In a Nutshell
Wolverine meets Shatterstar.
Guest Writer: Fabian Nicieza
Guest Penciler: Darick Robertson
Guest Inker: Don Hudson
Letterers: Brousseau & Heisler
Colorist: Kelly Corverse
Editor: Bob Harras
Editor-in-Chief: Tom DeFalco
A group of teenagers calling themselves the Vid Kids chase down a Morlock, beating him to death while filming the whole thing, after which they send the tape to a news station. Seeing the story on the news, Shatterstar decides to investigate. Meanwhile, Rogue & Wolverine are training in the Danger Room, after which they too see the news report, and Wolverine leaves to track down the Vidkids as well. Soon, he and Shatterstar cross paths and attack each other, until Shatterstar recognizes Wolverine and kneels to him in deference. Together, they track down the Vidkids, who are in the midst of stalking another homeless mutant, and defeat them, but Shatterstar is shocked to learn they fight for no other reason than the fun of it. However, Wolverine doesn't let Shatterstar kill them; instead, he smashes their video camera, saying the best way to punish kids is to take away their toys. Later, they watch as the police arrest the Vidkids, with Wolverine noting they're still getting the attention they wanted, and Shatterstar left unsure about his place in the world.
Firsts and Other Notables
Shatterstar guest stars in this issue, and meets Wolverine for the first time, which probably felt like a bigger deal in 1992 than it does now (Cannonball and Rogue also makes brief appearances in the issue as well).
The villains of this story are the Vidkids, a group of teenagers who attack mutants and capture the whole thing on videotape. They're generally just terrible people, as opposed to anti-mutant bigots (ie they target mutants just because it guarantees more attention for their videos). They are pretty terrible and horribly dated, and as far as I know, exist nowhere outside of this issue.
Wolverine is wearing his brown-and-orange costume in this issue, which places it a fairs way back chronologically, but also suggests it may have been sitting in a drawer for a few months after being completed.
The then-current New Warriors team of Fabian Nicieza and Darick Roberton write & draw this issue.
The Chronology Corner
The Marvel Chronology Project places this issue between X-Men #3 and #4, after Hearts of Darkness and before Wolverine #48, though it should probably go back even further, to the gap before the relaunch, since Magneto's death isn't really referenced despite a pretty clear opportunity to do so.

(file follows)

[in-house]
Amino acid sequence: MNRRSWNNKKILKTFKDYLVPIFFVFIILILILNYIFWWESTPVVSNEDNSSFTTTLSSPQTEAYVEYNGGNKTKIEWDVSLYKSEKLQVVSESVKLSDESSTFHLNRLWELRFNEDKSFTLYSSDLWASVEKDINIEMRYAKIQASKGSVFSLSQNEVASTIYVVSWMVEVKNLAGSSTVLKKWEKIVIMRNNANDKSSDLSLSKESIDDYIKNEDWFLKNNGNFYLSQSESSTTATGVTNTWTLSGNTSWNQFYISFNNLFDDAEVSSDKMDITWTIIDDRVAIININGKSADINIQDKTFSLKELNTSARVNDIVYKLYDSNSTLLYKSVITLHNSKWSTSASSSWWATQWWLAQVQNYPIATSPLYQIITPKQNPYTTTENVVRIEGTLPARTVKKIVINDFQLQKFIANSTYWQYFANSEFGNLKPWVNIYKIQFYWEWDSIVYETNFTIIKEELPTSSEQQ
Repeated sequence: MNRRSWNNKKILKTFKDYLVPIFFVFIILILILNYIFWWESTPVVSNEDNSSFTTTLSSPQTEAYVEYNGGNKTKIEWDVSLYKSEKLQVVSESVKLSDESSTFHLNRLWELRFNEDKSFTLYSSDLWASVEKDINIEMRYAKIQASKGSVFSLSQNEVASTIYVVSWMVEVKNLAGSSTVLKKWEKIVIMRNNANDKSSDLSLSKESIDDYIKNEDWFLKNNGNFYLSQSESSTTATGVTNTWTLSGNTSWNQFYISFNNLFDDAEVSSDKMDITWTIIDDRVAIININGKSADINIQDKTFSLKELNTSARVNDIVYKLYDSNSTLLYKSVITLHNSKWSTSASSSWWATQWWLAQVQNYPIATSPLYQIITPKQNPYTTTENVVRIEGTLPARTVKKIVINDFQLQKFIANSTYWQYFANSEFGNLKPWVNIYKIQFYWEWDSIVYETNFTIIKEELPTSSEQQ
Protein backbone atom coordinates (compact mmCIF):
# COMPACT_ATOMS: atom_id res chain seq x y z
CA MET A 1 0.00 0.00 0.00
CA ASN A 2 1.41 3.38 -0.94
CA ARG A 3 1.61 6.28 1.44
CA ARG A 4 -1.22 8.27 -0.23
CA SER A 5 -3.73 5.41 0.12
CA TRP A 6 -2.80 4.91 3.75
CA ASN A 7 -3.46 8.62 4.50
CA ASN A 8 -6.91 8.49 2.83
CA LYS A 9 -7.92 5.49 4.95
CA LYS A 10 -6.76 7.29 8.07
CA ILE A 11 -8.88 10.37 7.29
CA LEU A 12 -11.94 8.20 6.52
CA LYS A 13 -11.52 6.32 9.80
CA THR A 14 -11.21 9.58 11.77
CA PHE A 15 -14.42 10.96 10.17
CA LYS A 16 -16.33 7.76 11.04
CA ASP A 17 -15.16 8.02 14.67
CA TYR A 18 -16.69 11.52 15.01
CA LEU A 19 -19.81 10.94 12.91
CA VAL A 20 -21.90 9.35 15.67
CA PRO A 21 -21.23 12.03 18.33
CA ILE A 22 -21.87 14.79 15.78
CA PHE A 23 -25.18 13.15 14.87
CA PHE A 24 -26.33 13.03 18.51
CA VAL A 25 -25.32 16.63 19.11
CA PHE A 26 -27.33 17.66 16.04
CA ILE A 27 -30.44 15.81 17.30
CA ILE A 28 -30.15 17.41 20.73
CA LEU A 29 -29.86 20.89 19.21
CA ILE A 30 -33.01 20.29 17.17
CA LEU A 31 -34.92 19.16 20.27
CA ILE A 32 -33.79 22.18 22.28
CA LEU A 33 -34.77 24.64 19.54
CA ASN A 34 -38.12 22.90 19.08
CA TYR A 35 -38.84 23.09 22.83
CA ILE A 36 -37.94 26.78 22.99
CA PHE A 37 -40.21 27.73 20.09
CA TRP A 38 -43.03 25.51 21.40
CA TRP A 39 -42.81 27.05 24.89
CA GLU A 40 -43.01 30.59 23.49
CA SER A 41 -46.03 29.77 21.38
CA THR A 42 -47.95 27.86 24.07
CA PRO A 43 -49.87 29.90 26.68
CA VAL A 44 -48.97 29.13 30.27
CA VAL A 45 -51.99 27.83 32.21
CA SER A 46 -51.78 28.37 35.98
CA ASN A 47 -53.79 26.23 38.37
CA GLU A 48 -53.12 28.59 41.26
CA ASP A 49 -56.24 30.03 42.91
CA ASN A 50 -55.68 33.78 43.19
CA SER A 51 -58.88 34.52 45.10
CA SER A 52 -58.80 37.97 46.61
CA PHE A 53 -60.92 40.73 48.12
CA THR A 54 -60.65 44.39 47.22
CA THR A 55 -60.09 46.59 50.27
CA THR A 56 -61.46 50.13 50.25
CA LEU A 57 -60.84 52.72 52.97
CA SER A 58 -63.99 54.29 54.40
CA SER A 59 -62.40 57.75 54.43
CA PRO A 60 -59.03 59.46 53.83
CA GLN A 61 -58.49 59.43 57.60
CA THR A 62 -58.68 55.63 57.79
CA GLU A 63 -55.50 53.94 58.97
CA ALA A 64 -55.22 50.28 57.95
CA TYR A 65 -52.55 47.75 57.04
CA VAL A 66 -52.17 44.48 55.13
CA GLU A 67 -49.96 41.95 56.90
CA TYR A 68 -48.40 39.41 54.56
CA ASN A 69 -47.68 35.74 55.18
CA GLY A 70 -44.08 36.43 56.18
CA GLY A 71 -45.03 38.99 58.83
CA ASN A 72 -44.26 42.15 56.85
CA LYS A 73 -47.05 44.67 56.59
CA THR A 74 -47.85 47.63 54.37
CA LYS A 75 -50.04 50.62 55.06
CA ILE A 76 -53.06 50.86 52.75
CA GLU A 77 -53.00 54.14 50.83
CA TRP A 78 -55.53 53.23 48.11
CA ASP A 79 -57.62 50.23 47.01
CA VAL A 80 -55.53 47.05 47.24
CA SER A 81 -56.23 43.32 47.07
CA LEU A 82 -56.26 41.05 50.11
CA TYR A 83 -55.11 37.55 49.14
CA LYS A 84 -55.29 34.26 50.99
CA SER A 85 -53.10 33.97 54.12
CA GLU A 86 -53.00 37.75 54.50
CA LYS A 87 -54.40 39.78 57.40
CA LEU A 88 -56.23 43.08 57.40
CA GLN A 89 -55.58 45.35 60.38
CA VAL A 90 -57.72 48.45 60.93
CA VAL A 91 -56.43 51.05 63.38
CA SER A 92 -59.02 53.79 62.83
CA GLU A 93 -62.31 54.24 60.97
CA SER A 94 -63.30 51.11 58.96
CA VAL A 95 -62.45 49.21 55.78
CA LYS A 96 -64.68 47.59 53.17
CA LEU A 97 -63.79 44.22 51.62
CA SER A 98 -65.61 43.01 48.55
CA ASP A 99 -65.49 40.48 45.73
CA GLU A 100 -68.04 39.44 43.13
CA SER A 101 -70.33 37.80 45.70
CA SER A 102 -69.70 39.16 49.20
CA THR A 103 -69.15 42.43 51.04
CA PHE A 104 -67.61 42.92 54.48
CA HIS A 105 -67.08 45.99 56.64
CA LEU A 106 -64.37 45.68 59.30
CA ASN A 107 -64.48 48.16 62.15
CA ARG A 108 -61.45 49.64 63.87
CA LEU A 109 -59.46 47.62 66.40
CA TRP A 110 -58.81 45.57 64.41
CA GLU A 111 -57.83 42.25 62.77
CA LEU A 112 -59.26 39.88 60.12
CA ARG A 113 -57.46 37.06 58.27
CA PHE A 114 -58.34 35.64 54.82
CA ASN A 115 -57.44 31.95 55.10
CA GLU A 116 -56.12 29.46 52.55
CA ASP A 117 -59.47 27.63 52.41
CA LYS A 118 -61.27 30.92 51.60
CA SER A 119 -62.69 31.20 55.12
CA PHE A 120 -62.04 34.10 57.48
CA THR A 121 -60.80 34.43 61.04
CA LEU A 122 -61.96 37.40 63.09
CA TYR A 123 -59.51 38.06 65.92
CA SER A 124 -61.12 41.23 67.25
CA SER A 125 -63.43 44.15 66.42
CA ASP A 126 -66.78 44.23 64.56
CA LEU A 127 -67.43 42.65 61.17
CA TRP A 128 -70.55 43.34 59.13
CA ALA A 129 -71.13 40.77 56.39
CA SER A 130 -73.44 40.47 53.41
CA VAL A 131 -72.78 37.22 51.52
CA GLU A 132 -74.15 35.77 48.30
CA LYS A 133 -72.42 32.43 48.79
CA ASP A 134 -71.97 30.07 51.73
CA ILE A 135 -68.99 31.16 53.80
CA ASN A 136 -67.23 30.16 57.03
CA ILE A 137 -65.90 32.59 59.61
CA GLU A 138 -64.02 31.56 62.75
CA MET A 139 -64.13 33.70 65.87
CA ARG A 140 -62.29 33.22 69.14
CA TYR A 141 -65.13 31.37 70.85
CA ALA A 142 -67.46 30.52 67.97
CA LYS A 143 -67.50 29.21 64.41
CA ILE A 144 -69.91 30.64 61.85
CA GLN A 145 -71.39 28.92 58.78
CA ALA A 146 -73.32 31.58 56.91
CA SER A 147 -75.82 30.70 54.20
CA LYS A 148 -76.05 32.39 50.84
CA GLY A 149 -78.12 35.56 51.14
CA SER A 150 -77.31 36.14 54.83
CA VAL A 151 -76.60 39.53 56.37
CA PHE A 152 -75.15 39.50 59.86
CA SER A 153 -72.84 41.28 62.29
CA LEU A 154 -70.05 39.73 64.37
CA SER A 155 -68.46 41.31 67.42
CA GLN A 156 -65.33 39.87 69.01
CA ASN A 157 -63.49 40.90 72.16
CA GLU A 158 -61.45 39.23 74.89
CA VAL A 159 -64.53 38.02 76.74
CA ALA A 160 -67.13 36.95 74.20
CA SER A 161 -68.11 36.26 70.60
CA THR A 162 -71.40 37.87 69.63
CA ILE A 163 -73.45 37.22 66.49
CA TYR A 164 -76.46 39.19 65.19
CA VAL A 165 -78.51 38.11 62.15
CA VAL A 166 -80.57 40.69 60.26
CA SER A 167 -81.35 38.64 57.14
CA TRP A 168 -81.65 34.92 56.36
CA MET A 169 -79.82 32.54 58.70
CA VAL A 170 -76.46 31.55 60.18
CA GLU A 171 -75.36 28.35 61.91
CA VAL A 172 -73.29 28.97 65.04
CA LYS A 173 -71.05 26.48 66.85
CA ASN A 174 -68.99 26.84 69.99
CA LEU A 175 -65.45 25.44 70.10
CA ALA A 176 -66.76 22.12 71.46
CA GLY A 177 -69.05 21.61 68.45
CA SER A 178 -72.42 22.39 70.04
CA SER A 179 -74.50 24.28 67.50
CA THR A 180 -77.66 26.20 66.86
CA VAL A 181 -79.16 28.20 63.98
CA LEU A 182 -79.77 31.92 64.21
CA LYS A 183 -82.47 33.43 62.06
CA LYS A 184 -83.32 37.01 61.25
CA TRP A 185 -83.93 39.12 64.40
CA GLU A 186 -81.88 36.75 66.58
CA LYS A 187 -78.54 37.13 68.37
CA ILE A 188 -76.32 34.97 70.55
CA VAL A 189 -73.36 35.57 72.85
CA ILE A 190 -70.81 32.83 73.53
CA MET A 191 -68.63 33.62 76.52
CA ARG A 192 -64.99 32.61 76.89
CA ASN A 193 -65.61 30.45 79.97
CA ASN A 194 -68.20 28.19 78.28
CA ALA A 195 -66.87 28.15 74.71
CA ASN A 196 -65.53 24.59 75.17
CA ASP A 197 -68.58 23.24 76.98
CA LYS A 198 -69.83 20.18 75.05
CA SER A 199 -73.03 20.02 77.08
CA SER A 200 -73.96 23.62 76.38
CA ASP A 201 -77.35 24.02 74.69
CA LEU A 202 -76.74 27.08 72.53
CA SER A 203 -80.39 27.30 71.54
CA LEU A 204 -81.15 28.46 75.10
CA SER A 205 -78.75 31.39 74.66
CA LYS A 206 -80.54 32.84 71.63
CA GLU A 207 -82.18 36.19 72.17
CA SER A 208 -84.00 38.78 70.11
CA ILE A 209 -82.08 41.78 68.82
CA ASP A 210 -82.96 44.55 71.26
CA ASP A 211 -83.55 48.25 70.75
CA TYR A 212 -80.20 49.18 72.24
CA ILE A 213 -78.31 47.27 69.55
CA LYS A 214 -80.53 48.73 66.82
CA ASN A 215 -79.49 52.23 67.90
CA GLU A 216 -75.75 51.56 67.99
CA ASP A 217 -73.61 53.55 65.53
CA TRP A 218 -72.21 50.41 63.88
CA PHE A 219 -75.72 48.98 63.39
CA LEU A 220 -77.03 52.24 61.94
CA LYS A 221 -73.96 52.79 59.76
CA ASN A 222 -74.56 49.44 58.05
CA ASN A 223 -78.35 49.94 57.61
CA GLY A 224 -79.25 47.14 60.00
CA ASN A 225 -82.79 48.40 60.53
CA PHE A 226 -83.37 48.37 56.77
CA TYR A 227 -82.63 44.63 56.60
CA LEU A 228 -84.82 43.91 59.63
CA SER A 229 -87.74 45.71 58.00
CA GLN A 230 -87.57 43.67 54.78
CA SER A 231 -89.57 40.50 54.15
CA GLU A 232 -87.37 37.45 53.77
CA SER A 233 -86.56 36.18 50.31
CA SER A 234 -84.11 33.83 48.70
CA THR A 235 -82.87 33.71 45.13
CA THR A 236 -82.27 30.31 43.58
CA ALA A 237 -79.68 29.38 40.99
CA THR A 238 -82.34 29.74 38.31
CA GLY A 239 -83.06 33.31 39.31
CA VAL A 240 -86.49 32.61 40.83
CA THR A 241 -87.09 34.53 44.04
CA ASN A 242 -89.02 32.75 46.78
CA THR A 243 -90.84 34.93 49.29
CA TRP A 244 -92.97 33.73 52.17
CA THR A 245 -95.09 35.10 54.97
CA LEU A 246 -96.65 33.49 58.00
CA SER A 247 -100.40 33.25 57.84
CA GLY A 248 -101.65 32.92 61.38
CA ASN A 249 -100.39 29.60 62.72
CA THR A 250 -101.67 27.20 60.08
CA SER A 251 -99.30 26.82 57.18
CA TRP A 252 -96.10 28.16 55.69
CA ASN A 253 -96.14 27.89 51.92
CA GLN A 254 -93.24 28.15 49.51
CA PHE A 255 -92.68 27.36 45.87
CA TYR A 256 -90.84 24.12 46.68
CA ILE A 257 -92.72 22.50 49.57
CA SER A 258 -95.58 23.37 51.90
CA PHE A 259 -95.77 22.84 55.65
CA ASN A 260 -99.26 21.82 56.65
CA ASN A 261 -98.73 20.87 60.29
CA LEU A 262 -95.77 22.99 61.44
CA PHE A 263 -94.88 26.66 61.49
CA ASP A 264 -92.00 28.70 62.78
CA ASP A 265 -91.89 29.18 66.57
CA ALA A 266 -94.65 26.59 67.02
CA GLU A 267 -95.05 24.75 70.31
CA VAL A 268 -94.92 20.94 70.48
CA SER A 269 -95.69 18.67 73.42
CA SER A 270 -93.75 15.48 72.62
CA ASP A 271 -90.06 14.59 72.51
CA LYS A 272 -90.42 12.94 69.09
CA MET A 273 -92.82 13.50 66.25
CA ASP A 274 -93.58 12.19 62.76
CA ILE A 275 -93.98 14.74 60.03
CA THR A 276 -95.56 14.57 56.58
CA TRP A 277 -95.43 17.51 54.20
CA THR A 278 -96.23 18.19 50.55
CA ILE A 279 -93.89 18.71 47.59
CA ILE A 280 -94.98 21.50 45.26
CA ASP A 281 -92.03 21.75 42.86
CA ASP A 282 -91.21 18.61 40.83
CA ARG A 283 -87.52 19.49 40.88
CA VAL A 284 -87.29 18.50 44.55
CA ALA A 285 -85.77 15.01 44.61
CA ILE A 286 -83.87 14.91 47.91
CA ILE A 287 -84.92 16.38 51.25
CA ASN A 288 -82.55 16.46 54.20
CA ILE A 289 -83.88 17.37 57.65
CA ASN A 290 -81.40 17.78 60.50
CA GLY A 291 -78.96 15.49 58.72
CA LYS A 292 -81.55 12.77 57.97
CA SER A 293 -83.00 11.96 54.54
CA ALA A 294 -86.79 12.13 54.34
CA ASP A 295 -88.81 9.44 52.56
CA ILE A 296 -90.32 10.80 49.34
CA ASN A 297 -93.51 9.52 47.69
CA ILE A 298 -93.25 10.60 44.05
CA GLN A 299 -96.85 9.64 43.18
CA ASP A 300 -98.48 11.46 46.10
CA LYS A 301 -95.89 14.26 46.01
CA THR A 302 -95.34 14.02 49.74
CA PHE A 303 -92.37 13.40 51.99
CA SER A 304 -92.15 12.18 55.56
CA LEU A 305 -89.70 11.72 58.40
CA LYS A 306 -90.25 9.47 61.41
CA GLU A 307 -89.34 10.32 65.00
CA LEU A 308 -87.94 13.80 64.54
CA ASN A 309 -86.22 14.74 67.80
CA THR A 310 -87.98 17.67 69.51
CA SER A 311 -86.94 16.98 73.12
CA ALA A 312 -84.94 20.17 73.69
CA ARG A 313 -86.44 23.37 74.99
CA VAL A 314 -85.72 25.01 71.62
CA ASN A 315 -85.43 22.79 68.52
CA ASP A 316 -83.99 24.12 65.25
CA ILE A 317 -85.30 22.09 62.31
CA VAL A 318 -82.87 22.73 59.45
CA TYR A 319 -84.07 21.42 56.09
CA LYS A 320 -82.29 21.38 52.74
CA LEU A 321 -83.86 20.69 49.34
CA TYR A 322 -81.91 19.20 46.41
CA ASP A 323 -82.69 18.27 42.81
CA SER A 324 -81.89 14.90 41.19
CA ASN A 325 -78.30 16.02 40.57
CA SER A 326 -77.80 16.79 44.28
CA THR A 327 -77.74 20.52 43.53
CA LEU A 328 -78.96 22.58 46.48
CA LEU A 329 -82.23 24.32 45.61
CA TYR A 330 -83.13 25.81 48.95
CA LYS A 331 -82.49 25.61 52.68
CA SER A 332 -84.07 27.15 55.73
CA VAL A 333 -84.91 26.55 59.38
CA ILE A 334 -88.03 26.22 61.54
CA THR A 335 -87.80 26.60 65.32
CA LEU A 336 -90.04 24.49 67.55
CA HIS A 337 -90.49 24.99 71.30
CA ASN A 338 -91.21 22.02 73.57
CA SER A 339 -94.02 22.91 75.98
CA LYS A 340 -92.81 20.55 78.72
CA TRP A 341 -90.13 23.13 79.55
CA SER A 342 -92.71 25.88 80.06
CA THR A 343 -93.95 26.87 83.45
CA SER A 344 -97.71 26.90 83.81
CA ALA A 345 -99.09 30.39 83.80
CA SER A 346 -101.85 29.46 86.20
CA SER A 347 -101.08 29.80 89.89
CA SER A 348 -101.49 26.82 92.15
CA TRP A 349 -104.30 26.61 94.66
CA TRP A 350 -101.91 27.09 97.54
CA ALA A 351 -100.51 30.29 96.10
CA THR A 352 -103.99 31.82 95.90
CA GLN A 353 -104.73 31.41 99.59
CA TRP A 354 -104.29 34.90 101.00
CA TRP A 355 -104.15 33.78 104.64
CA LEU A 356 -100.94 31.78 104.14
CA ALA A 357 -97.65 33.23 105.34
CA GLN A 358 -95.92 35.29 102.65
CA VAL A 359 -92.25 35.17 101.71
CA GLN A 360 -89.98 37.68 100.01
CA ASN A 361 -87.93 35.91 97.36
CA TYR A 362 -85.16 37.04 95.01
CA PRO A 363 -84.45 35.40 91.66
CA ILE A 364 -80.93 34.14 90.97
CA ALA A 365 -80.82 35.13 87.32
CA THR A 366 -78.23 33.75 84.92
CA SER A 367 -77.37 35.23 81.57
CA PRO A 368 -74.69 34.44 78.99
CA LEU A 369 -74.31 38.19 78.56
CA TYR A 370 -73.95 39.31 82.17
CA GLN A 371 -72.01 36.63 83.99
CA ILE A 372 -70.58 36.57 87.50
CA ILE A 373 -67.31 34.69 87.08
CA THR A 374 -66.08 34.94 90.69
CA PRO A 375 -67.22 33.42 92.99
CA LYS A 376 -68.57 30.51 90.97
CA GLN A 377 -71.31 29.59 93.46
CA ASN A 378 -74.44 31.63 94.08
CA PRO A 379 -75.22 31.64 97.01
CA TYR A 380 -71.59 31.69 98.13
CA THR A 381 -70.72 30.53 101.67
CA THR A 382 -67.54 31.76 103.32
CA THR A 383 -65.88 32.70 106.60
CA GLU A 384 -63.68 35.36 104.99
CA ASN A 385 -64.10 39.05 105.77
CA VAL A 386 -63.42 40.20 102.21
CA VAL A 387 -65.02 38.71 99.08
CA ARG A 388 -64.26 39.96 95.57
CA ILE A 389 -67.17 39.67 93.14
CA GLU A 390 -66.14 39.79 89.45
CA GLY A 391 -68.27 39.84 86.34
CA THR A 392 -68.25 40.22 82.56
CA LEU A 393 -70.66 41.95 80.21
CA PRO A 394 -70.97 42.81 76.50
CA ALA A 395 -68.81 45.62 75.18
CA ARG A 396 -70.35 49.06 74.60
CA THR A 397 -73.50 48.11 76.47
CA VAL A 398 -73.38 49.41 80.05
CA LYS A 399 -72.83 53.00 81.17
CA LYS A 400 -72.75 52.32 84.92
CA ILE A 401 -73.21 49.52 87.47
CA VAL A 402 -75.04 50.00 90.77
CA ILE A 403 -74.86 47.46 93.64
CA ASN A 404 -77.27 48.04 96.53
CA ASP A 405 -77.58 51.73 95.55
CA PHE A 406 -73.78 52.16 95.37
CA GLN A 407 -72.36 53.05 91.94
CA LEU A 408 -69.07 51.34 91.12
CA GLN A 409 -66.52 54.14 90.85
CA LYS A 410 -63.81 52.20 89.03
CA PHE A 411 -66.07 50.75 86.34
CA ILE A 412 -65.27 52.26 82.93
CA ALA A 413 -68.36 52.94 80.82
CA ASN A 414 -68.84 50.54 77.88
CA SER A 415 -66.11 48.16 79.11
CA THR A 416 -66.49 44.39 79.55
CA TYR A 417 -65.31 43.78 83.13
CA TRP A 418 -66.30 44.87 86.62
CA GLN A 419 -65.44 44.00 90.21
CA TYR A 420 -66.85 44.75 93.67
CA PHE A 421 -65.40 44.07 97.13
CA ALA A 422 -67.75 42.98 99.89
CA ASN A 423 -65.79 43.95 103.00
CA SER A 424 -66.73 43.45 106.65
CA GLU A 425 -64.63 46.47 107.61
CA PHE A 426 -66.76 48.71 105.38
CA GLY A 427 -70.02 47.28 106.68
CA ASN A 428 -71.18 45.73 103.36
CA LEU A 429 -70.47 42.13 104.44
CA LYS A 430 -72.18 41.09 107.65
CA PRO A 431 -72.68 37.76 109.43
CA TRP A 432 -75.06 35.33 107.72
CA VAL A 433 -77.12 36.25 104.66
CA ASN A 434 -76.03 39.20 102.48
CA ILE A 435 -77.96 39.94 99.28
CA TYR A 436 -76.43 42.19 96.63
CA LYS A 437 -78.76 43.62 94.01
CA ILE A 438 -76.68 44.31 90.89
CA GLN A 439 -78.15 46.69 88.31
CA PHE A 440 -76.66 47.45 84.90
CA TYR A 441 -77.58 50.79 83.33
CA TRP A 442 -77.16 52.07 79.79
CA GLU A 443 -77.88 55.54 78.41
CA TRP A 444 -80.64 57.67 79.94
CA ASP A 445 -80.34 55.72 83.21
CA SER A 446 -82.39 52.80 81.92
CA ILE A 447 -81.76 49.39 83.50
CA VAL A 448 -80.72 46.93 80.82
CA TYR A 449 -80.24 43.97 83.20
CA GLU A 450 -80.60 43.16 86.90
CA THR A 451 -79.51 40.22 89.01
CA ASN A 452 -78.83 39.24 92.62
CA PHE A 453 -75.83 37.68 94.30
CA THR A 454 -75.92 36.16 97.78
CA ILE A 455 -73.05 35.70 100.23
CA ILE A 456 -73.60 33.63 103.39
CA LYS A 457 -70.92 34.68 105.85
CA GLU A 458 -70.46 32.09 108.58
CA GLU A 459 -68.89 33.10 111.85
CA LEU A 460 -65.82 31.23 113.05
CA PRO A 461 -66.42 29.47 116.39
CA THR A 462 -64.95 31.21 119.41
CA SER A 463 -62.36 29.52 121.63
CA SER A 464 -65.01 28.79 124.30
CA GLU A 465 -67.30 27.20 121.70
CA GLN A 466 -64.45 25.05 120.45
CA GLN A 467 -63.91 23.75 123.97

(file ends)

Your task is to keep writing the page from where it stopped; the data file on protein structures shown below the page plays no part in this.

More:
A Work in Progress
When Rogue comes up short during a Danger Room scenario after Magneto appears, Wolverine asks if she's still sorting out her feelings for him (note that speaks of Magneto in the present tense).
Shatterstar refers to Wolverine as "Lord Wolverine", and holds him in some reverence.
Wolverine (or Nicieza) is apparently not much of a TV guy.
The Reference Section
Cannonball is wearing a Button Your Fly t-shirt, a reference to Rob Liefeld's Spike Lee-directed jeans commercial.
The Grim 'n' Gritty 90s
Shatterstar references American Gladiators, considering it one of the closest approximations to the way his homeworld views TV currently on the air.
And, of course, the dominant physical media format of the early 90s, the videotape, is all over this issue.
The Best There is at What He Does
Wolverine gives Shatterstar the old "don't make me pop the middle claw" routine.
This is obviously a fill-in issue, what with the different writer, artist and anachronistic costume for the main character, but instead of giving us the usual one-and-done "Wolverine fights some random foes and in doing says something about his character" fill-in, this one focuses on Shatterstar, essentially comparing and contrasting Wolverine to one of the countless imitators his popularity spawned. Ordinarily, I'd write something like this off as pointless filler, but in this case, it helps that the fill-in writer is Fabian Nicieza, the closest thing X-Force has to a writer at this point. And since Rob Liefeld hasn't really given Nicieza much space to do any character work yet in that title, this random Wolverine fill-in thus represents really the first concerted effort to do anything with Shatterstar as a character aside from having him round out fight scenes and drop random bits of made-up slang.
The character work isn't exactly groundbreaking or relevatory (it's pretty much the standard "stranger in a strange land" material, not unlike what Bishop is doing over in the two X-Men books, with the media-satire of Mojoworld lightly sprinkled on top), but the effort on Nicieza's part is still appreciated. And Darick Robertson is at least a decent artist holding down a regular book (as opposed to the random rookies or journeymen artists who tend to populate these fill-ins), so the art isn't half bad either. By no means essential reading and entirely skippable, this is nevertheless better than the usual Wolverine fill-in fare, especially in the context of the larger X-narrative.
Next week: Uncanny X-Men #289, X-Force #11 and X-Factor #79.